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type IFooable =
  abstract Foo : int -> int

type IFooable2 =
  abstract Foo : a : int -> int

type MyClass() =
    interface IFooable2 with
        member this.Foo(b) = 7

What is the difference between IFooable and IFooable2 ? Are they equivalent ? What is the purpose of it in the case of my example ? When to use it ?

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1 Answer 1

up vote 4 down vote accepted

IFooable2 names its parameter; IFooable does not.

This matters when systems reflect on parameter names. As an example, when you use WCF with an interface type marked up with ServiceContractAttribute, by default WCF uses the parameter names in the interface to control the names that appear in the XML projection of data on the wire.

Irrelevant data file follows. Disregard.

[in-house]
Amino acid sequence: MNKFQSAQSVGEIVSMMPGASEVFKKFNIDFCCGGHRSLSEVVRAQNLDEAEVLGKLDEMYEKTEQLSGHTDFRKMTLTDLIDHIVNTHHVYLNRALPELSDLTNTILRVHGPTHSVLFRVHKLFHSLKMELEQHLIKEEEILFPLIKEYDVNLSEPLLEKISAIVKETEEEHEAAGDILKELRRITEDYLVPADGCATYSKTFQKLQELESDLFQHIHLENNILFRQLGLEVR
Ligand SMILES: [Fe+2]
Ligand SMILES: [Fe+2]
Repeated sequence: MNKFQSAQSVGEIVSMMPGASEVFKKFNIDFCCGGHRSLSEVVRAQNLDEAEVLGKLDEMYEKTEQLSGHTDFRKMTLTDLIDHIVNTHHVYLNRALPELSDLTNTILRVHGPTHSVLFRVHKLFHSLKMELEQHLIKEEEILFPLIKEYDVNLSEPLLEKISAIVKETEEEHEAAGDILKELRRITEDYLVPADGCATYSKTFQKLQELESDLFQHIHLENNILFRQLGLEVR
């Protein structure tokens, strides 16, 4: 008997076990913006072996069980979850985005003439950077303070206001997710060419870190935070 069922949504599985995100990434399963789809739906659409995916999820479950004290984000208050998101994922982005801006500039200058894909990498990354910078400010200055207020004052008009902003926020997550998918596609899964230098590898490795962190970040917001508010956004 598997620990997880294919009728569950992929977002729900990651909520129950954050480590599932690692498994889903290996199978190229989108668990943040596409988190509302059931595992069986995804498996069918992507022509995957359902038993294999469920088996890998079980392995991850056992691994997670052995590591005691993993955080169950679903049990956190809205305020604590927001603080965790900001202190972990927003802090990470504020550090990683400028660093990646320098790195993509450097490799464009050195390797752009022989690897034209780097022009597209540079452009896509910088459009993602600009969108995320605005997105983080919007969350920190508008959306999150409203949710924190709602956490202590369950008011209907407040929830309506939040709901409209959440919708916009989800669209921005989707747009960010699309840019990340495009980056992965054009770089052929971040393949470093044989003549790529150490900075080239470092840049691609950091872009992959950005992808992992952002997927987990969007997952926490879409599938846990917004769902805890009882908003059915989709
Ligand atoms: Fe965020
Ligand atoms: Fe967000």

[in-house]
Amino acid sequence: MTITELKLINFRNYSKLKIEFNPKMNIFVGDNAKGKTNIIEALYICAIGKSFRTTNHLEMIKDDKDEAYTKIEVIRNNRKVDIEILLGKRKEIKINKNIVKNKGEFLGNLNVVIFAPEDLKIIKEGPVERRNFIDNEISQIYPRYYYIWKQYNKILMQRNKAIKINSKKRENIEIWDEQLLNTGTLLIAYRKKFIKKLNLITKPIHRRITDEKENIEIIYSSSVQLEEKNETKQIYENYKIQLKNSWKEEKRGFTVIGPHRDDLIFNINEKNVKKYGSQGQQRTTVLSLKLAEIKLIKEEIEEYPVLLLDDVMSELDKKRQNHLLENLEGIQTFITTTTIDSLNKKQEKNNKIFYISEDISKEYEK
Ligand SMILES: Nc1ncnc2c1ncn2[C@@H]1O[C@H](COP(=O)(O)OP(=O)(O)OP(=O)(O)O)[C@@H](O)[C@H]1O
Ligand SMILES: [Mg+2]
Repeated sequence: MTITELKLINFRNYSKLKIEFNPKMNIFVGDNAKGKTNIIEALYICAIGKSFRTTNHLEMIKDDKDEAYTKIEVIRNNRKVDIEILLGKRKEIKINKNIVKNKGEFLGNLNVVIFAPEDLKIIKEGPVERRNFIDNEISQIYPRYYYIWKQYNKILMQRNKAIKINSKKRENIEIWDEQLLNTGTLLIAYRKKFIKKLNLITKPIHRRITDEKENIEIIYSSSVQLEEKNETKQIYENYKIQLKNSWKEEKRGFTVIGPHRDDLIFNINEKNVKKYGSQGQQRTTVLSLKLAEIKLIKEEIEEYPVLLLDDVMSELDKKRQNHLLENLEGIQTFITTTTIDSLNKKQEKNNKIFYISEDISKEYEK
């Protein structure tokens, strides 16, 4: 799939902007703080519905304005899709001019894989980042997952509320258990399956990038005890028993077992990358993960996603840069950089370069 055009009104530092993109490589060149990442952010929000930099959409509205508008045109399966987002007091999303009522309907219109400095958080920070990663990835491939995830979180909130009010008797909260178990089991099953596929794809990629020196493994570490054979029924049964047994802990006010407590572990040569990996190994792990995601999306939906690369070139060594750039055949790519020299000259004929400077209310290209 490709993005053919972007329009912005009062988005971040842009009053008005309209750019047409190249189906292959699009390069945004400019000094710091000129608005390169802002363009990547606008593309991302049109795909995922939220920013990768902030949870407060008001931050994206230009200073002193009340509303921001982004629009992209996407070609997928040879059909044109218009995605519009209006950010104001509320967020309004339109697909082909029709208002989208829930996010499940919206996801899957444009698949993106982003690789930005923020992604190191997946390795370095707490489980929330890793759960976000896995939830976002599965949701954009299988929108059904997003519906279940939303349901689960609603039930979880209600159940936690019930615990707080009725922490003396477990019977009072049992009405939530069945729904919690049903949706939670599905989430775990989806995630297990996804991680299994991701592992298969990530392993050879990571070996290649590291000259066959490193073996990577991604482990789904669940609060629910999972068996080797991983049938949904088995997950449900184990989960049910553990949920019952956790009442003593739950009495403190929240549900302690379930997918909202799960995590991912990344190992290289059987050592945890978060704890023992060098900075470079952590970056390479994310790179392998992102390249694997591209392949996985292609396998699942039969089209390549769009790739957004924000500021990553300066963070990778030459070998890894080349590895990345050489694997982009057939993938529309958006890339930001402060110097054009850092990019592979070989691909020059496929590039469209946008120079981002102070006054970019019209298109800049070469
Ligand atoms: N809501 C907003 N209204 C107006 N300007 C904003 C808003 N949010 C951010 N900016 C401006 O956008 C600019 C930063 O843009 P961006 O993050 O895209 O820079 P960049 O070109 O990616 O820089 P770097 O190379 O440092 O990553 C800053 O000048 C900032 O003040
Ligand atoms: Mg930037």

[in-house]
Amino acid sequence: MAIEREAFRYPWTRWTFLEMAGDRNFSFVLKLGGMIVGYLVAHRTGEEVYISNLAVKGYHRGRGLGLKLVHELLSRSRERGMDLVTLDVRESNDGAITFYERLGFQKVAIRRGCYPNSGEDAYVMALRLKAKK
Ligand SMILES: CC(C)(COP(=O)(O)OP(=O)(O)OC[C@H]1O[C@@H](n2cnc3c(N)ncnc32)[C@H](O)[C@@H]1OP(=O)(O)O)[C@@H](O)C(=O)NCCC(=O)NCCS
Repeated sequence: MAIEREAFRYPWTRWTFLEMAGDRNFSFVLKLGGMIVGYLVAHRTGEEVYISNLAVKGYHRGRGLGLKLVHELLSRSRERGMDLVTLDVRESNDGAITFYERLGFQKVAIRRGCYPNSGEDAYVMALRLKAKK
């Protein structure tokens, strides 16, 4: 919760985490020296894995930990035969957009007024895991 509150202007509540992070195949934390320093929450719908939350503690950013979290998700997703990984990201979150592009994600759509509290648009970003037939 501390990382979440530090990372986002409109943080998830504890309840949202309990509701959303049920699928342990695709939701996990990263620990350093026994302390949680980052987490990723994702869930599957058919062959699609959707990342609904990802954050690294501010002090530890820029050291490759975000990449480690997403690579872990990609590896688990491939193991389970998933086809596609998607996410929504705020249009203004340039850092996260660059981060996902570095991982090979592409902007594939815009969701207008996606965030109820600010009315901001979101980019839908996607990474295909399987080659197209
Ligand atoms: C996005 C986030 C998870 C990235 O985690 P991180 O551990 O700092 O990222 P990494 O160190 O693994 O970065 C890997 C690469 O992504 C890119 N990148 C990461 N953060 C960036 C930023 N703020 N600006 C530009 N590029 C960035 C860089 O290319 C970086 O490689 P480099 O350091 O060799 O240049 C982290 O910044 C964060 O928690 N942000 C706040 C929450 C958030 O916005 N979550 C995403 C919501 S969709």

This also matter for tooling, for example, reference this F# code from C#, declare a variable of each type, and look at the intellisense tooltips on each method.

I'd recommend always declaring the parameter name (prefer the second version).

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